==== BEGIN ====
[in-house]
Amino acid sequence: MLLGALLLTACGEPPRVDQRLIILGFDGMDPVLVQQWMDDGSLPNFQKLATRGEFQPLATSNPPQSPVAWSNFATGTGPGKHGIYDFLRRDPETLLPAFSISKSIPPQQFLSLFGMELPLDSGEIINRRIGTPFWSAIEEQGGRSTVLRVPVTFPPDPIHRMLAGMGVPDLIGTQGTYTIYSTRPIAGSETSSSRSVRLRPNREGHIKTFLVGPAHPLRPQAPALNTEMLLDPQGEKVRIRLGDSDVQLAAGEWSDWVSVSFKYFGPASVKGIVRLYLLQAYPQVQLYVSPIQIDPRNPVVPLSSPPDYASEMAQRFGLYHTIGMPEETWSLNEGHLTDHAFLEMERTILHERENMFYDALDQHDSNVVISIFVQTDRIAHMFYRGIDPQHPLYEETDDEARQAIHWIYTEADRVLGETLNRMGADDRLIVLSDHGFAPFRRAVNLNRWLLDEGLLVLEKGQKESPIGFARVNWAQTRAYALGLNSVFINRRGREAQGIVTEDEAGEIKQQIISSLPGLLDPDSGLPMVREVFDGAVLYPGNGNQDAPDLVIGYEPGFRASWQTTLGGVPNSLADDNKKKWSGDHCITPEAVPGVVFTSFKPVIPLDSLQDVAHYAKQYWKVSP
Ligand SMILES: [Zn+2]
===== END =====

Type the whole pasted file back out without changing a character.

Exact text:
[in-house]
Amino acid sequence: MLLGALLLTACGEPPRVDQRLIILGFDGMDPVLVQQWMDDGSLPNFQKLATRGEFQPLATSNPPQSPVAWSNFATGTGPGKHGIYDFLRRDPETLLPAFSISKSIPPQQFLSLFGMELPLDSGEIINRRIGTPFWSAIEEQGGRSTVLRVPVTFPPDPIHRMLAGMGVPDLIGTQGTYTIYSTRPIAGSETSSSRSVRLRPNREGHIKTFLVGPAHPLRPQAPALNTEMLLDPQGEKVRIRLGDSDVQLAAGEWSDWVSVSFKYFGPASVKGIVRLYLLQAYPQVQLYVSPIQIDPRNPVVPLSSPPDYASEMAQRFGLYHTIGMPEETWSLNEGHLTDHAFLEMERTILHERENMFYDALDQHDSNVVISIFVQTDRIAHMFYRGIDPQHPLYEETDDEARQAIHWIYTEADRVLGETLNRMGADDRLIVLSDHGFAPFRRAVNLNRWLLDEGLLVLEKGQKESPIGFARVNWAQTRAYALGLNSVFINRRGREAQGIVTEDEAGEIKQQIISSLPGLLDPDSGLPMVREVFDGAVLYPGNGNQDAPDLVIGYEPGFRASWQTTLGGVPNSLADDNKKKWSGDHCITPEAVPGVVFTSFKPVIPLDSLQDVAHYAKQYWKVSP
Ligand SMILES: [Zn+2]